In providing the keynote address at the Lawyers Weekly Women in Law Awards in October, she made the following point, which bears repeating, on how we can change the profession so its members are happier.
“We need clear guidelines, laws, conduct rules and appropriate supports and processes. We need to be accountable, with rigorous institutional supports, education and outside assistance.”
The where to from here after NARS is a very important question.
In fact, it is the most important question confronting the profession this year.
Strong leadership from law firm heads, senior partners, silks and general counsels are needed to eliminate such behaviours.
One of the leading senior male figures behind the NARS, Baker & McKenzie Australia managing partner Chris Freeland, has initiated roundtable discussions with other large-law managing partners about what can be done to help women stay in the profession longer, and to ensure all its members, regardless of gender, feel they can arrive at a workplace where experiences of bullying, discrimination and harassment are not tolerated.
The days of having a culture where colleagues ‘look the other way and put up with it’ because he or she is ‘just like that’, ‘has an enormous client list’ or ‘gets results’ will not wash in the modern environment.
The ends never, ever justify the means.
With a report such as the NARS detailing unacceptably high levels of bullying, harassment and objectionable behaviour, is it any wonder the legal sector has such high rates of depression amongst its members?
Timing is everything
In delivering the annual Tristan Jepson Memorial Foundation annual lecture in October, High Court Justice Virginia Bell made the point that, in her view, depression is linked to timesheets.
Justice Bell told attendees at the lecture that while there is a general acceptance that time-billing imposes unrealistic deadlines and unreasonable demands, calls to adopt alternatives are falling on deaf ears.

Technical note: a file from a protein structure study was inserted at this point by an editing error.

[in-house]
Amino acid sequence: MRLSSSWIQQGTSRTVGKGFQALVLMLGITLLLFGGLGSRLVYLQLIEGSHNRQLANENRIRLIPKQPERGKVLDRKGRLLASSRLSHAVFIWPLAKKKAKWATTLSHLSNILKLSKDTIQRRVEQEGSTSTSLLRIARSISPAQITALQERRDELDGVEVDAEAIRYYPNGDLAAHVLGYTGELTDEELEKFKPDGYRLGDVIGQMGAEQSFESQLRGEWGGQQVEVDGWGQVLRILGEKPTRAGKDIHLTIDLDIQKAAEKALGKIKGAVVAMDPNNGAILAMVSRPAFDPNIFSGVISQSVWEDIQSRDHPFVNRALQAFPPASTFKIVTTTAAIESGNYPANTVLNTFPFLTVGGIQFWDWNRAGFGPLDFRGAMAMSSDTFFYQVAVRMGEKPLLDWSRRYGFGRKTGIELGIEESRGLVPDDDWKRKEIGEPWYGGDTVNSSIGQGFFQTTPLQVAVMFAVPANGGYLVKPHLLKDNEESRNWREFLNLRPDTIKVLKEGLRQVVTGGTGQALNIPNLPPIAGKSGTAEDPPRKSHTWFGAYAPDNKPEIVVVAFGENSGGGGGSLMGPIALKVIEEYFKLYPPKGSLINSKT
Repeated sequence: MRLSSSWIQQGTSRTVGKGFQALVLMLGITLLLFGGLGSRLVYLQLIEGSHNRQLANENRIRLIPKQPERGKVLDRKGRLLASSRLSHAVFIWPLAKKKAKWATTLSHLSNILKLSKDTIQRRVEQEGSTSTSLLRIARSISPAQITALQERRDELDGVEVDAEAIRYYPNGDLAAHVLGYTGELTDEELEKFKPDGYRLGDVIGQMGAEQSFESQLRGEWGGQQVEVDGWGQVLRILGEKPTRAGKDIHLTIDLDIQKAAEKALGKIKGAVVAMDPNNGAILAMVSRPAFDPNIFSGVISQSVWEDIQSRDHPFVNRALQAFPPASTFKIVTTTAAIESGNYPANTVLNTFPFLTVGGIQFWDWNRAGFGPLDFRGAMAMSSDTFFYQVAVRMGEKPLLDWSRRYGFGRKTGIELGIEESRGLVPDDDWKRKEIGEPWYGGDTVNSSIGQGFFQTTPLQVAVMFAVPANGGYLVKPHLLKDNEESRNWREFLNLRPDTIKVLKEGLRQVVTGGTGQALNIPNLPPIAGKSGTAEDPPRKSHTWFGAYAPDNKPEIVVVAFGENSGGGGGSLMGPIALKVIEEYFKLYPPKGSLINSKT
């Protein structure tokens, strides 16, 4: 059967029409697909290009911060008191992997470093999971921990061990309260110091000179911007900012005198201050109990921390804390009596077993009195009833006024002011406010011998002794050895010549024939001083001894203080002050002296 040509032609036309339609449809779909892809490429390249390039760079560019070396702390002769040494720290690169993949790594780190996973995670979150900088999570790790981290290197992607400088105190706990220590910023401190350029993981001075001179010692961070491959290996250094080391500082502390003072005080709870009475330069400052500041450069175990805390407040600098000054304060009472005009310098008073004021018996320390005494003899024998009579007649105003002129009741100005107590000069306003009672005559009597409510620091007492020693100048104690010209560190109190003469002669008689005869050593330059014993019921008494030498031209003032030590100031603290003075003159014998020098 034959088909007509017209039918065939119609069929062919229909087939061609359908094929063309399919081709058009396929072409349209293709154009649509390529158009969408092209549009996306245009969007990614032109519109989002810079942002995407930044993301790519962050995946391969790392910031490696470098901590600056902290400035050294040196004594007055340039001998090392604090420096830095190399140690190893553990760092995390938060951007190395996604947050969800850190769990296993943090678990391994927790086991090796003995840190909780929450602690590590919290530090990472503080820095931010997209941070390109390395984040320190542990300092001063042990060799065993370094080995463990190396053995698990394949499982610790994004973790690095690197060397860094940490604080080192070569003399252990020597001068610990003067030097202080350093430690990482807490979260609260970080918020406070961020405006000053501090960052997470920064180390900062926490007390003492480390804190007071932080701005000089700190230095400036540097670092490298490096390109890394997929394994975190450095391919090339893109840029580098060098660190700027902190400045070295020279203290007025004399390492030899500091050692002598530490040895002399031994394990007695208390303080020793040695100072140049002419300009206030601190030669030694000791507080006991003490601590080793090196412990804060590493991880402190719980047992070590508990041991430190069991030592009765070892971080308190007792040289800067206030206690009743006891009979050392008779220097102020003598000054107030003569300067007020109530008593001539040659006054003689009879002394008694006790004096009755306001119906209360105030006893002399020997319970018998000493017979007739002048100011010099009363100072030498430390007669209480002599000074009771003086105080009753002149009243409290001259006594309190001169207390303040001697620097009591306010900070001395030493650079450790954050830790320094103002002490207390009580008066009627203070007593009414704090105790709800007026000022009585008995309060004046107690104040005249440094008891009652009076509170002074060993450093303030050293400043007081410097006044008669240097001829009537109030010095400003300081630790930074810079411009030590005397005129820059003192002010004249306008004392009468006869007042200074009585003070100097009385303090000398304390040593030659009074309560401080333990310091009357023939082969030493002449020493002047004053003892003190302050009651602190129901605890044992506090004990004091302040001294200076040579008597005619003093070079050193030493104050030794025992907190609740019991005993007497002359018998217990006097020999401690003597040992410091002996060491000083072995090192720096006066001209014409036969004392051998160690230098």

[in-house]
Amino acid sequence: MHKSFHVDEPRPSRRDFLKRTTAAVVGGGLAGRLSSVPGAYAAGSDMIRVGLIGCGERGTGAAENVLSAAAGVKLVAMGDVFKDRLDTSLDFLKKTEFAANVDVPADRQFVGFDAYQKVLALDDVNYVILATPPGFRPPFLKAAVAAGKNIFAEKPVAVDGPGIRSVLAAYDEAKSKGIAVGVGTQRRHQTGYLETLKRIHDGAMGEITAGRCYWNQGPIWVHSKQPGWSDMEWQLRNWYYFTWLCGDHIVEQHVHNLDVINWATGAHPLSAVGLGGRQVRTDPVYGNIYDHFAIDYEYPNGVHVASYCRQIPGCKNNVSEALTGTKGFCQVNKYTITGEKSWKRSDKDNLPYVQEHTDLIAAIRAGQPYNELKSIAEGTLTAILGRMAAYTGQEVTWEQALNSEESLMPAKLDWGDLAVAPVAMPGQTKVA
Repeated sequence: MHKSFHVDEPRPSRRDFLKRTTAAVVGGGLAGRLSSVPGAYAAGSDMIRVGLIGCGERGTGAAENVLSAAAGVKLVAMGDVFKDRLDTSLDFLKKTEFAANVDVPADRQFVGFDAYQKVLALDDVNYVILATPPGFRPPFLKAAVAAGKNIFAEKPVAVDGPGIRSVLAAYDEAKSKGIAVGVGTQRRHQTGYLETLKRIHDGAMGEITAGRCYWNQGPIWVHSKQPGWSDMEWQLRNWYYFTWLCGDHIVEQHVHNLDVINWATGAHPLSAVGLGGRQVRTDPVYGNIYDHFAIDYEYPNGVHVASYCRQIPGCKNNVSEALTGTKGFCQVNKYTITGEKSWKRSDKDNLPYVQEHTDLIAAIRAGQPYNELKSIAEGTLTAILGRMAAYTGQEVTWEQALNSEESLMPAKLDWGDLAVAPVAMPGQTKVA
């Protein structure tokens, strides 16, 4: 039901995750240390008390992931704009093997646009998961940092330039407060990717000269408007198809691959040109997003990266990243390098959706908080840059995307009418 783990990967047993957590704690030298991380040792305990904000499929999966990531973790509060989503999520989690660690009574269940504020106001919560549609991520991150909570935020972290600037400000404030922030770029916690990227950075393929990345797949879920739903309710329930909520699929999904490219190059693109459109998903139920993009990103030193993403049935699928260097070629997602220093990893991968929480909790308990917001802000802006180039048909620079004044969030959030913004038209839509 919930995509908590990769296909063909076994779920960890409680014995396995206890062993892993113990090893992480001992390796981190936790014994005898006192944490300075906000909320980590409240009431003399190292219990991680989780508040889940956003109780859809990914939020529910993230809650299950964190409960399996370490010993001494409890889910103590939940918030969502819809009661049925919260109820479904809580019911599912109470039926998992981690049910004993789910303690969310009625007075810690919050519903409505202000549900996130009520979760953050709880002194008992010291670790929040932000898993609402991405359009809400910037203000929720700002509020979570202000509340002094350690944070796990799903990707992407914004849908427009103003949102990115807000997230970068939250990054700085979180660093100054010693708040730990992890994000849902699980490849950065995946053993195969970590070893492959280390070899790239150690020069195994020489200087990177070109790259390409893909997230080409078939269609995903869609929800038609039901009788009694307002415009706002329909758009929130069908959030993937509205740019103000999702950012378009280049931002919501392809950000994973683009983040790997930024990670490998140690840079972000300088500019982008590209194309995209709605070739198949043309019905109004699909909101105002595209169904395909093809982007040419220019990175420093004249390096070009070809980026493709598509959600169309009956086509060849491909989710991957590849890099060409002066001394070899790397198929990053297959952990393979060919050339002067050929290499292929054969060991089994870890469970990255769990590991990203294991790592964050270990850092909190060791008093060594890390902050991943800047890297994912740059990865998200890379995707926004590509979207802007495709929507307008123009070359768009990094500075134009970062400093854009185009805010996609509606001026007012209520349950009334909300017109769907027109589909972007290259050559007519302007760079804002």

She described billable hour targets as a “blunt” management tool that rewards inefficiency with higher remuneration.
Lawyers Weekly concurs with the views of Justice Bell.
It is my strong contention that there is a link between timesheets, legal stress, bad behaviour and the high rate of depression amongst lawyers.
I realise that you can’t prove this with statistics, and such an assertion is based largely on anecdotal evidence.
But talk to lawyers, senior and junior.
I have heard too many stories about the pressures of timesheet- driven measurements of performance and billable hour targets.
I personally feel that this system of billing is not only unfair to clients that pay big bucks to firms, but it is also unfair to junior lawyers whose success or otherwise is so highly measured against how they measure up against the clock.
As one lawyer who has now left the profession commented in the NARS: “The six minute units and the relentlessness of time recording and billing and meeting the budget, I’m just over it”.
She is not alone, and more good people will leave the profession while we still attach someone’s worth to someone’s time.
This is an edited extract from a presentation Lawyers Weekly editorJustin Whealing gave to InfoTrack in December 2014.